• Ineligible applicants include for-profit entities and unincorporated individuals.

Ineligible Uses of Grant Funds 

  • Equipment: Applicants are encouraged to rent equipment where possible and cost- effective or use matching funds to make those purchases.  NFWF acknowledges, however, that some projects may only be completed using NFWF funds to procure equipment. If this applies to your project, please contact the program staff listed in this RFP to discuss options.
  • Federal funds and matching contributions may not be used to procure or obtain equipment, services, or systems (including entering into or renewing a contract) that uses telecommunications equipment or services produced by Huawei Technologies Company or ZTE Corporation (or any subsidiary or affiliate of such entities) as a substantial or essential component, or as critical technology of any system. Refer to Public Law 115-232, section 889 for additional information.
  • NFWF funds and matching contributions may not be used to support political advocacy, fundraising, lobbying, litigation, terrorist activities or Foreign Corrupt Practices Act violations.
  • NFWF funds may not be used to support ongoing efforts to comply with legal requirements, including permit conditions, mitigation and settlement agreements. However, grant funds may be used to support projects that enhance or improve upon existing baseline compliance efforts.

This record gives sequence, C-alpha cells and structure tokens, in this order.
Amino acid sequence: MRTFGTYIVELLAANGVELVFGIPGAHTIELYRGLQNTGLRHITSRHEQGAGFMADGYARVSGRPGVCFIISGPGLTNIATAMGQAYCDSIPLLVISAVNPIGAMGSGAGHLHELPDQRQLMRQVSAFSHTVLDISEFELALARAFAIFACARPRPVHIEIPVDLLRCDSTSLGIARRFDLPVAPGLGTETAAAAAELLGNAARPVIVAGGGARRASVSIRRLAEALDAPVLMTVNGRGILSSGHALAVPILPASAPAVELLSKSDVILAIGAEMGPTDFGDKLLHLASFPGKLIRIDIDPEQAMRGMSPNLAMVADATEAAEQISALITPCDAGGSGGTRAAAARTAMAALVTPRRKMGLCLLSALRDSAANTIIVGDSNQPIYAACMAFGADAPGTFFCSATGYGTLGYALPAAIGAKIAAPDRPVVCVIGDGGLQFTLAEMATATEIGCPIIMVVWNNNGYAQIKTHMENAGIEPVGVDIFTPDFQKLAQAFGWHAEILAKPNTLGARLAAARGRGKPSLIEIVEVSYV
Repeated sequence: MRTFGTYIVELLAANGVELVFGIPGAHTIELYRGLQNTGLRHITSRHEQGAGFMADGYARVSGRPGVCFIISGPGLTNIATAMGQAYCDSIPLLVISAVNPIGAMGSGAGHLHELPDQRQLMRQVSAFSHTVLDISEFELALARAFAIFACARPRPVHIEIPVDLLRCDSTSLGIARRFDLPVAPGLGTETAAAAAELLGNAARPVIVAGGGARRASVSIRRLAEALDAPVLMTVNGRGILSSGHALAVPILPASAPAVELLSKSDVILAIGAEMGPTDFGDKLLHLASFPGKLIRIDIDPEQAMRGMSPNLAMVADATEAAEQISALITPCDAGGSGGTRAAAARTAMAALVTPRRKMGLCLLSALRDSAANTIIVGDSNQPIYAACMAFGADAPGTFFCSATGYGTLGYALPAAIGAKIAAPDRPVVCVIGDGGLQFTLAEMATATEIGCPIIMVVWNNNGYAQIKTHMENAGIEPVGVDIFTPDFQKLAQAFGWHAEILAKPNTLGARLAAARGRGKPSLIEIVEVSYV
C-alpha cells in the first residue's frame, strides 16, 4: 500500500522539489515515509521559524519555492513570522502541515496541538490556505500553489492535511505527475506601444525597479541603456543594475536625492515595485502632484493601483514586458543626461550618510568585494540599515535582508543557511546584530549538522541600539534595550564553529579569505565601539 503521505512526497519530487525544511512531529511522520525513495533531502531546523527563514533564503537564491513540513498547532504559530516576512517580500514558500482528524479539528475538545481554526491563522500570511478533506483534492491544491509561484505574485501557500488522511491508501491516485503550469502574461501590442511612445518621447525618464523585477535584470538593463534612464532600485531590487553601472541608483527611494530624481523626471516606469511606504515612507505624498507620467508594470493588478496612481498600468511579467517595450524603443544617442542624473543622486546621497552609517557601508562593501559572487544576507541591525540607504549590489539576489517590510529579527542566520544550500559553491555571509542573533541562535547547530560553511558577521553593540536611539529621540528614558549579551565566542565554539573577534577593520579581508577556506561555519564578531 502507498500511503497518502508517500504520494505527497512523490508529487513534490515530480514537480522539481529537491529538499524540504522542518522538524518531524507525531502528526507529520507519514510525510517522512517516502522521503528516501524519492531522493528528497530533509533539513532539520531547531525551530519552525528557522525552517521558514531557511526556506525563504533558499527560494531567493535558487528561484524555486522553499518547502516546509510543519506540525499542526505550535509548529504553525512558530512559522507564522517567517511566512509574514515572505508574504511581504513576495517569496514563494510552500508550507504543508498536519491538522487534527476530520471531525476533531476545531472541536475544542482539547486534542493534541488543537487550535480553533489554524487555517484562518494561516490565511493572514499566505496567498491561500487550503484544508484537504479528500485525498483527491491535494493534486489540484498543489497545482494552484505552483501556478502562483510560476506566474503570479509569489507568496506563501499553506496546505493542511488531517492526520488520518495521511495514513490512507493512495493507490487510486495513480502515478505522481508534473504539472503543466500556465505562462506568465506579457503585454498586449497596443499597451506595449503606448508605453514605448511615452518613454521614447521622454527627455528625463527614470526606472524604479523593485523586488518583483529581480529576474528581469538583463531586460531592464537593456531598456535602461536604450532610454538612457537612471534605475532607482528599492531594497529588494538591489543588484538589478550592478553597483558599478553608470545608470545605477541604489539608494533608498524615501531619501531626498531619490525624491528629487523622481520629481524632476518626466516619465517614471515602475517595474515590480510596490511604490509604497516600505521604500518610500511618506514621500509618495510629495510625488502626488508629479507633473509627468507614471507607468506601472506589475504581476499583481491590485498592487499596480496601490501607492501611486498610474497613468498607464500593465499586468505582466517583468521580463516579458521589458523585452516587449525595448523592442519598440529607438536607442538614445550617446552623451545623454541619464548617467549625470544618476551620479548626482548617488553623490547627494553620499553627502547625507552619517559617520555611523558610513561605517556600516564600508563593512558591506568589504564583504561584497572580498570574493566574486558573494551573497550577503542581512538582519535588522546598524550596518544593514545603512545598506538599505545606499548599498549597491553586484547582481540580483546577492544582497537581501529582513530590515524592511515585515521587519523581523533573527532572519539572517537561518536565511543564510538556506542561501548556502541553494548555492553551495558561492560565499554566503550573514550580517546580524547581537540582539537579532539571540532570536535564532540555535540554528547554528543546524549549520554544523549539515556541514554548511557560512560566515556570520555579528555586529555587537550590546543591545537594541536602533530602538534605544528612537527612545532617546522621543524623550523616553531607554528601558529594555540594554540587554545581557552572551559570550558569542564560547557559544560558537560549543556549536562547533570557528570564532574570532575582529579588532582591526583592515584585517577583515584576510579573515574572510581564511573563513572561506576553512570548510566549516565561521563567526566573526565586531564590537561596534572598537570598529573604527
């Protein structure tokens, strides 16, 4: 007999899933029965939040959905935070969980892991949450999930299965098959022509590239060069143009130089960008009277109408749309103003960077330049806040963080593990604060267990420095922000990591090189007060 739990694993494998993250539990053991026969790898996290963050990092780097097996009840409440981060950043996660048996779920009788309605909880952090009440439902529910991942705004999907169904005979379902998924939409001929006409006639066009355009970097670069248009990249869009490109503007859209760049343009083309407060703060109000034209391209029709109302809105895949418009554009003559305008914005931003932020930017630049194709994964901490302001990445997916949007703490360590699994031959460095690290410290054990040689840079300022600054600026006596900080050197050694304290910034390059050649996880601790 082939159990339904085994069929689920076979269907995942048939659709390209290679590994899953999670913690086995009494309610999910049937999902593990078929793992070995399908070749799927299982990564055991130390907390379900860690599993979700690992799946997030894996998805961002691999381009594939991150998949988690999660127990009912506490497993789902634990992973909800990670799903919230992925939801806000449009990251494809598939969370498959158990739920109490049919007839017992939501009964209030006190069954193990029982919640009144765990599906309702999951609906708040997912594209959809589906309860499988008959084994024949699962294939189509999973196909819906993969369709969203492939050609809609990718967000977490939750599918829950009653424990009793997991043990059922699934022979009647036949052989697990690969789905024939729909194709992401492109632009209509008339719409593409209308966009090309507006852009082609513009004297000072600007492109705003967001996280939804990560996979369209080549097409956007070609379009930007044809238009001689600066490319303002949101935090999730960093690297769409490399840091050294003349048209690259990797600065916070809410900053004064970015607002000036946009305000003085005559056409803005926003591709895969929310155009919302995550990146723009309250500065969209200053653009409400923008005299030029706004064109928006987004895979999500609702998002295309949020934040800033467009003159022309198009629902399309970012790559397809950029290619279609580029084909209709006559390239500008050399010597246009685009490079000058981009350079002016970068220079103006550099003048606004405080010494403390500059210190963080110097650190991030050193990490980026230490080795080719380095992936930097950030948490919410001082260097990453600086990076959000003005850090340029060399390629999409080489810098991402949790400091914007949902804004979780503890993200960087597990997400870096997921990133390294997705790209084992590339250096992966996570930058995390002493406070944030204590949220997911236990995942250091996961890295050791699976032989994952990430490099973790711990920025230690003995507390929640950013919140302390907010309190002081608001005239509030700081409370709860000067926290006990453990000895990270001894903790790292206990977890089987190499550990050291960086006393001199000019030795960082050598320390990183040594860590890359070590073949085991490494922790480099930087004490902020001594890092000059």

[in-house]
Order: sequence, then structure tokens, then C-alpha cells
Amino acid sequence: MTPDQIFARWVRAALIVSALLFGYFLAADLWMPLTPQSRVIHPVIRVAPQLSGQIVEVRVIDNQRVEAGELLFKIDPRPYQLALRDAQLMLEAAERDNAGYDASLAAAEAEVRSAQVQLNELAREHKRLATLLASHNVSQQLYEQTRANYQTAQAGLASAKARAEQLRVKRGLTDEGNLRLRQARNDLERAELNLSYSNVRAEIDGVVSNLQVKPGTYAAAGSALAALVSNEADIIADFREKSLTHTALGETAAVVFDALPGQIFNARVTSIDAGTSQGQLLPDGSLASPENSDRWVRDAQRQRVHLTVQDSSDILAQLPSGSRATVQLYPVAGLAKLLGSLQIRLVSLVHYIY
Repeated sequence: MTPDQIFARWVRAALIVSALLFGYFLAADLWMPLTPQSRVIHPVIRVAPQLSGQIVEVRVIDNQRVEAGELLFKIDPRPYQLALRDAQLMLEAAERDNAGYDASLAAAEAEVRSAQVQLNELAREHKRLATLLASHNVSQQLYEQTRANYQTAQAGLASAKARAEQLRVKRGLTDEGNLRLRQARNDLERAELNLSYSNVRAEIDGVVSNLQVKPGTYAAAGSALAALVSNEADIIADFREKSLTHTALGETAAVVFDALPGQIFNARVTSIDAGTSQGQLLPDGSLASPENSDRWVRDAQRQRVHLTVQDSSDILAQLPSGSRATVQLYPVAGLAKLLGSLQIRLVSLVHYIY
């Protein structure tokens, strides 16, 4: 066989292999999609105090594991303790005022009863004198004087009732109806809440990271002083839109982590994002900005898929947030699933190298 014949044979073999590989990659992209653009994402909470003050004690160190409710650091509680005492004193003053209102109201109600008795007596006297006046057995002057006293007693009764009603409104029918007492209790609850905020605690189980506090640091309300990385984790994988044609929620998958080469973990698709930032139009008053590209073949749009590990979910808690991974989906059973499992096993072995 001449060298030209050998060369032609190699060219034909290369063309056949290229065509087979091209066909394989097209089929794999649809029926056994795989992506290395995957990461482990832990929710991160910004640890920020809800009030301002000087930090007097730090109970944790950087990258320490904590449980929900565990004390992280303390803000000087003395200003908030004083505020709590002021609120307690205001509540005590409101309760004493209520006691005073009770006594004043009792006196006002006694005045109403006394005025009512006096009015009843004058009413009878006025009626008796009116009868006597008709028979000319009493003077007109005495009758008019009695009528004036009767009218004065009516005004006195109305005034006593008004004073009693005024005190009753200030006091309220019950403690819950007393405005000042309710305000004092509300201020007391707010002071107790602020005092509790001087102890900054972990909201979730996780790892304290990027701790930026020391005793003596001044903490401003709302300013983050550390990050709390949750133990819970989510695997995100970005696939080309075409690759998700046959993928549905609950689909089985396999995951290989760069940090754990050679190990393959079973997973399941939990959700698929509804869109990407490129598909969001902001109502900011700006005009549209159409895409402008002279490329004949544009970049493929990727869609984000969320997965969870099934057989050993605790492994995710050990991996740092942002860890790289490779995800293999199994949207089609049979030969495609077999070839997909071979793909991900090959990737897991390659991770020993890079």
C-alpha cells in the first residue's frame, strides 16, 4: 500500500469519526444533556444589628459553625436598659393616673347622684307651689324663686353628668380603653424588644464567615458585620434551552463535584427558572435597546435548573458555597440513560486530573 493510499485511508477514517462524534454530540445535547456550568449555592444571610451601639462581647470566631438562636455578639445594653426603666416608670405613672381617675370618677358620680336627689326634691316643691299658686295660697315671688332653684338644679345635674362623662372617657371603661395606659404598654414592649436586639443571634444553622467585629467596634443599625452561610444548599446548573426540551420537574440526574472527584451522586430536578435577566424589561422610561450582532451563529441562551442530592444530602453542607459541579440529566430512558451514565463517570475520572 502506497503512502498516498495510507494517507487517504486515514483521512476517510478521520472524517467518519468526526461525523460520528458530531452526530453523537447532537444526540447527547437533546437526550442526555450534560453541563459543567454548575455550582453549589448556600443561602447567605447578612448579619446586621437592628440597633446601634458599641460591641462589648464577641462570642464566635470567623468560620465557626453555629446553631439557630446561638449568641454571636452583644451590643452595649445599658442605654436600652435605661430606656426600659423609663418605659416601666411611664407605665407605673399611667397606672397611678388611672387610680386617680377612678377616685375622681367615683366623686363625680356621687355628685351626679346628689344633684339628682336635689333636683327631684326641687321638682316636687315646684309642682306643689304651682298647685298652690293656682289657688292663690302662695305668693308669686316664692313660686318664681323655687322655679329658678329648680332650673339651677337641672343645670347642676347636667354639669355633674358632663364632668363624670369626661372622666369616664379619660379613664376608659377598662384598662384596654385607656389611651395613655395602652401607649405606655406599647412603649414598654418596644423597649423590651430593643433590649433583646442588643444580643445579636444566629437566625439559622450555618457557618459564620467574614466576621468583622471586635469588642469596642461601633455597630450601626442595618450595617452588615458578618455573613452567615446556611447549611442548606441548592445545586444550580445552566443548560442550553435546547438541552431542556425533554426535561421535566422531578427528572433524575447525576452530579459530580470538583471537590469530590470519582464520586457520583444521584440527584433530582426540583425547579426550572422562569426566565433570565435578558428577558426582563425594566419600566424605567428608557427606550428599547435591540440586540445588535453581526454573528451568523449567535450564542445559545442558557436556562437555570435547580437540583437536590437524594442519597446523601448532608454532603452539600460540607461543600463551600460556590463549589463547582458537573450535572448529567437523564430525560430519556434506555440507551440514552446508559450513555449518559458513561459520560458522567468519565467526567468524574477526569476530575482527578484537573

Approximately $1.1 million in grant funding is available under this funding opportunity in 2022. Grant awards will typically range from $50,000 to $250,000, with an estimated average grant size of approximately $150,000. Funded projects should be completed within three years following finalization of a grant agreement. 

All grant awards require a minimum 1:1 match of cash or contributed goods and services, of which at least 50% should be from non-federal sources. The ratio of matching funds offered by the applicant is one criterion considered during the review process. Matching contributions may include cash, in-kind contributions of staff and volunteer time, work performed, materials and services donated, or other tangible contributions to the project objectives and outcomes. The cost of recent land acquisition or easement may also qualify as match for a project involving work at the acquired site. In addition, indirect costs that would not be paid with requested grant funding may be applied as match by an applicant with a federally approved indirect rate. More information about using indirect costs as match can be found here.

To be eligible, matching contributions must be: 

  • raised for and dedicated specifically to the project;
  • allowable costs based on the program and funding source guidelines;
  • applied only to the ConocoPhillips SPIRIT of Conservation grant and not to any other matching program(s); and
  • spent/applied within the period of performance.